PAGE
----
Scientists Learn To ‘Talk’ To Cute Meerkats Using Recordings Of The Noises They Make

Cute pack of meerkats assembles after a scientist plays their distinctive cry of warning on a small loudspeaker for research purposes.

In the footage from Zurich Zoo from 20th September obtained by Newsflash, Zurich University researcher Nikola Falk stands in the middle of the adorable visitor favourites’ outdoor enclosure.

When Nikola starts the short recording, the attentive pack immediately responds by issuing high-pitched barks as they gather.

Zurich Zoo, Nicole Schnyder, UZH Faculty of Science, billionwords, Designers’ Club/Newsflash

Some of the meerkats can be seen positioning themselves on guard duty by standing on their hind legs to scour the landscape for danger and potential predators.

A few moments later, the group slowly disperses again.

Nikola explained: “In this project, we are studying the reactions of meerkats to the different types of warning cries.”

She added: “Their alarm system is highly sophisticated. They produce barks to make aware of winged predators but also terrestrial enemies.”

The researcher from Zurich University’s Department of Evolutionary Biology and Environmental Studies, explained: “There are different types of cries regarding their urgency.

“However, they also react to warnings issued from other species in their habitat.”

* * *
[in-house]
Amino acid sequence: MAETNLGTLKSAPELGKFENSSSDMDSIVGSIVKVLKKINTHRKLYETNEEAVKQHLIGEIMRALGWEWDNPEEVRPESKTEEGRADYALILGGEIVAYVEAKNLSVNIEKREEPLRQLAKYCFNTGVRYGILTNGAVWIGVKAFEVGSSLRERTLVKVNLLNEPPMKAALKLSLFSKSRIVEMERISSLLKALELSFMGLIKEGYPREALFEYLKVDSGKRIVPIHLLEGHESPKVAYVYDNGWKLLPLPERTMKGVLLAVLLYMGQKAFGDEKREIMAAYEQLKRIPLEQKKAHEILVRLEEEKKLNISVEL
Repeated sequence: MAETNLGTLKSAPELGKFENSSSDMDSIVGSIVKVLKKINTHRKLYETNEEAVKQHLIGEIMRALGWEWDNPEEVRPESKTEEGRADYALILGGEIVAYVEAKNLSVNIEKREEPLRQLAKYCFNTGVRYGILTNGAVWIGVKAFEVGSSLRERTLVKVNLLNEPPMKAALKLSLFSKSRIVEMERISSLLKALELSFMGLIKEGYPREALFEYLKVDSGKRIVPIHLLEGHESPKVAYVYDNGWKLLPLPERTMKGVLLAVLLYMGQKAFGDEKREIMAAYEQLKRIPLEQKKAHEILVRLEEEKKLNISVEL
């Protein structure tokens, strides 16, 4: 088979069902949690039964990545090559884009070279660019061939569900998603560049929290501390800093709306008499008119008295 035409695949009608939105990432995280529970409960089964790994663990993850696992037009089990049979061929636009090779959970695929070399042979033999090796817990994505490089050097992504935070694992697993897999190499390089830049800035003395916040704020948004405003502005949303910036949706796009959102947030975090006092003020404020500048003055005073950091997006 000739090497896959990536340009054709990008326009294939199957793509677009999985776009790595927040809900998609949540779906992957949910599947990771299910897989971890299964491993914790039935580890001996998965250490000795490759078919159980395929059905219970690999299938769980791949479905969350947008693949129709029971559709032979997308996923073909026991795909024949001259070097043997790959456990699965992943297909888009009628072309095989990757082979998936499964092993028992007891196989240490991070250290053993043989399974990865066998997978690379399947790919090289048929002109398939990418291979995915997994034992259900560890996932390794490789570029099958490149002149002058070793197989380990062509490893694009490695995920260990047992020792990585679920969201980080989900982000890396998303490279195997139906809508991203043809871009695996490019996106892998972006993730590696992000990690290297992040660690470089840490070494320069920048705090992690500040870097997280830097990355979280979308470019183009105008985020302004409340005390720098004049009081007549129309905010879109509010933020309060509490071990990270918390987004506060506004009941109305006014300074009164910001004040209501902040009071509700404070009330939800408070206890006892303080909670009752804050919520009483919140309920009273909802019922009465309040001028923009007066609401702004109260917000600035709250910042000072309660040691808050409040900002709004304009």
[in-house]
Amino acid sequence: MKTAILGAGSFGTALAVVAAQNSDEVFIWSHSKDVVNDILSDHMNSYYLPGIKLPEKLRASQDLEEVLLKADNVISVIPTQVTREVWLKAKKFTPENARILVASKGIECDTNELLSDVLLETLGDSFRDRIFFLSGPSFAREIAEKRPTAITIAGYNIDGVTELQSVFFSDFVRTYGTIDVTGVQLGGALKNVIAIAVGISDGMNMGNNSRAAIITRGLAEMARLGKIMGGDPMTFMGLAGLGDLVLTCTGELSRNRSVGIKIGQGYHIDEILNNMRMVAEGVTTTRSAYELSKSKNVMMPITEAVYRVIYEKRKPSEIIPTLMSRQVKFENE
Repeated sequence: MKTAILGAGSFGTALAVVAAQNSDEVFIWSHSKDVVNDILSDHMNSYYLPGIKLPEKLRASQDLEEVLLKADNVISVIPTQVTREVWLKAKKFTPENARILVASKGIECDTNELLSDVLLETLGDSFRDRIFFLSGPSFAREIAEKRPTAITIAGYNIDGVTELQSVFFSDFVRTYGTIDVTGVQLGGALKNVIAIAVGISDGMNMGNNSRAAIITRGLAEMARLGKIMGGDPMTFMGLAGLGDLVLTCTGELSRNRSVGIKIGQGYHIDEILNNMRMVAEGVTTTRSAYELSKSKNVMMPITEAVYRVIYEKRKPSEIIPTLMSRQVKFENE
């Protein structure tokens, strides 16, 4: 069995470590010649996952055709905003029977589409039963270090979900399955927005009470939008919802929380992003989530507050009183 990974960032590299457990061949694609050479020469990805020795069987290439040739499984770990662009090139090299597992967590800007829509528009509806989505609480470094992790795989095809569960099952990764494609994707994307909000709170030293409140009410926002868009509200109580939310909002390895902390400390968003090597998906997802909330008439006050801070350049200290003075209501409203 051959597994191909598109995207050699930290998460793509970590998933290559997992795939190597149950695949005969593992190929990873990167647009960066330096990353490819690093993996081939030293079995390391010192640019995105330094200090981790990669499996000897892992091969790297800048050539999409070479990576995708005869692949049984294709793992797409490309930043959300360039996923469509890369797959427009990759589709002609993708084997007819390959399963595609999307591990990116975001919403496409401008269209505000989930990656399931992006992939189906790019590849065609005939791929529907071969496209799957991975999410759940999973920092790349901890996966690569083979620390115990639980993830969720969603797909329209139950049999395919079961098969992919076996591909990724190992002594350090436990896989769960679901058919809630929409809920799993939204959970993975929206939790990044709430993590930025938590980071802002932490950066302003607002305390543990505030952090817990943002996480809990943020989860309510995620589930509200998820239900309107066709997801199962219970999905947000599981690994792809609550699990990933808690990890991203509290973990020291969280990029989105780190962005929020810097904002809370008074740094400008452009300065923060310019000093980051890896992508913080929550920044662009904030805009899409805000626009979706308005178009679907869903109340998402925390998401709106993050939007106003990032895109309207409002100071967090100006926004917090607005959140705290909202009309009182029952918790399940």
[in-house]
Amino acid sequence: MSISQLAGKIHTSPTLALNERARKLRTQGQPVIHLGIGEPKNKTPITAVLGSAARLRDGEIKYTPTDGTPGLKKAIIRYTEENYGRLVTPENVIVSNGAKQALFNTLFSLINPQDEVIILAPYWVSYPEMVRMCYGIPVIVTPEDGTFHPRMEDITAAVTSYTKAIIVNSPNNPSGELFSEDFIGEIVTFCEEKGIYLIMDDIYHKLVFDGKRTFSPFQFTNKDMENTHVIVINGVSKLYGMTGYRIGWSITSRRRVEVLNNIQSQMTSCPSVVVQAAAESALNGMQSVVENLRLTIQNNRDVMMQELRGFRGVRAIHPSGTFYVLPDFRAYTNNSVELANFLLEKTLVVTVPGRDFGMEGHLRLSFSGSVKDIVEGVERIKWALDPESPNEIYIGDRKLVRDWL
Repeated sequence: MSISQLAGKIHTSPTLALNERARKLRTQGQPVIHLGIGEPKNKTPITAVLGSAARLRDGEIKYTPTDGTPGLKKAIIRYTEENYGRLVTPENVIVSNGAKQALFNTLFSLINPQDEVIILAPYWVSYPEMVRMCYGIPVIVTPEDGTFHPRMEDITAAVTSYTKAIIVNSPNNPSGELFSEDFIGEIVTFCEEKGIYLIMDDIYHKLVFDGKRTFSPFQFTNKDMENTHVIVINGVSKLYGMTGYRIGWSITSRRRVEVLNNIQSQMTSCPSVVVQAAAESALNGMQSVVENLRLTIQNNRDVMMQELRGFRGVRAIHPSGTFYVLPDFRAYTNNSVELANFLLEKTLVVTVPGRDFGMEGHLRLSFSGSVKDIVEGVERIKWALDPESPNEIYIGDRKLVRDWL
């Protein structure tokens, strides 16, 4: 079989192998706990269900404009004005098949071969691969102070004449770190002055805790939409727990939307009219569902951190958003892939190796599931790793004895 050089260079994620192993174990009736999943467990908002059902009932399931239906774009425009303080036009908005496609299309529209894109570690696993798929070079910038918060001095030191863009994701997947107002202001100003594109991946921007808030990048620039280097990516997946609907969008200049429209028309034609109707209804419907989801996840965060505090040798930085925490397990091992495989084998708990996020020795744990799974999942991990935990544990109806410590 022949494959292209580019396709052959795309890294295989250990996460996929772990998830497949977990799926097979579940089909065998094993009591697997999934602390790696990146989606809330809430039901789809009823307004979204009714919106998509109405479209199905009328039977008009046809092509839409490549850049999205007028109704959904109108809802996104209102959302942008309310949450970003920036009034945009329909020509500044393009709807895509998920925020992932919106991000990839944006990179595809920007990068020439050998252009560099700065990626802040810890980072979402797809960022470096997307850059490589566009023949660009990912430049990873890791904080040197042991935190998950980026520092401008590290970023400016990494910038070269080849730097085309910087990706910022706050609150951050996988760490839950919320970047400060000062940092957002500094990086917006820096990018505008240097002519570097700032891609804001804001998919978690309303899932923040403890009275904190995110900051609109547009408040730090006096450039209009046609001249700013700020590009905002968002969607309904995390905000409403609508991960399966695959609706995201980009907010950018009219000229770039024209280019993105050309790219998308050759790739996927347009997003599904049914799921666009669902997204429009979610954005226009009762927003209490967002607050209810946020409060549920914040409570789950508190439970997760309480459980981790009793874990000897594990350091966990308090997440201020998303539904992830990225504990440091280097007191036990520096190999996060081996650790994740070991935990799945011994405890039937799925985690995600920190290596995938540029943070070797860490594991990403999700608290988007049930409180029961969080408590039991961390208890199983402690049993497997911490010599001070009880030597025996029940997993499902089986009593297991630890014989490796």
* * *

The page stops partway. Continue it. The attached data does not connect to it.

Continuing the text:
Image shows student Anja Diefenbacher studying the development of the calling repertoire in young meerkats, undated photo. The research takes place at the Zurich Zoo, Switzerland. (Zurich Zoo, Nicole Schnyder/Newsflash)
Image shows a researcher at the Kalahari Research Centre, South Africa, undated photo. The study focuses on meerkats’ behaviour. (University of Zurich, Dominik Behr/Newsflash)

Nikola said: “We want to study it all in the wild as well as in different zoos. Our goal is to determine any potential differences as far as their reaction are concerned.”

Uni Zurich Biologist Anja Diefenbacher, who is also involved in the study, explained that little is known about the various types of warning cries and whether there are differences from pack to pack.

The researcher said: “We aim to find out more about how the cries of the young animals are developing.

“One of the main questions is whether they combine different calls or create new ones as they grow up.

Anja added: “We also want to determine whether young meerkats have their own calls. What we do know is that they express so-called ‘begging calls’ which are never heard from grown-up meerkats.”

Image shows a young meerkat, undated photo. Researchers study how the species communicate at the Zurich Zoo, Switzerland. (Zurich Zoo, Enzo Franchini/Newsflash)

Meerkats (Suricata suricatta) are a type of mongoose found in South Africa, Botswana, Mozambique and Zimbabwe.

Their slender bodies are 25 to 35 centimetres (10 to 14 in) long. Measuring 18 to 25 centimetres (seven to 10 in), the tail of a meerkat is almost as long as its body.

Meerkats are highly vigilant and frequently observe their surroundings by turning their heads side to side while some members of their groups stand sentry.

Meerkat groups can consist of up to 30 individuals. However, the average size of a pack ranges between 10 and 15 animals.

Vocal communication plays a big role in the lives of these highly social creatures.

Image shows meerkats guarding the site, undated photo. Researchers are studying the animals’ behaviour at the Zurich Zoo, Switzerland. (Zurich Zoo, Nicole Schnyder/Newsflash)

To find out more about the author, editor or agency that supplied this story – please click below.
Story By: Thomas HochwarterSub-Editor: Michael Leidig, Agency: Newsflash

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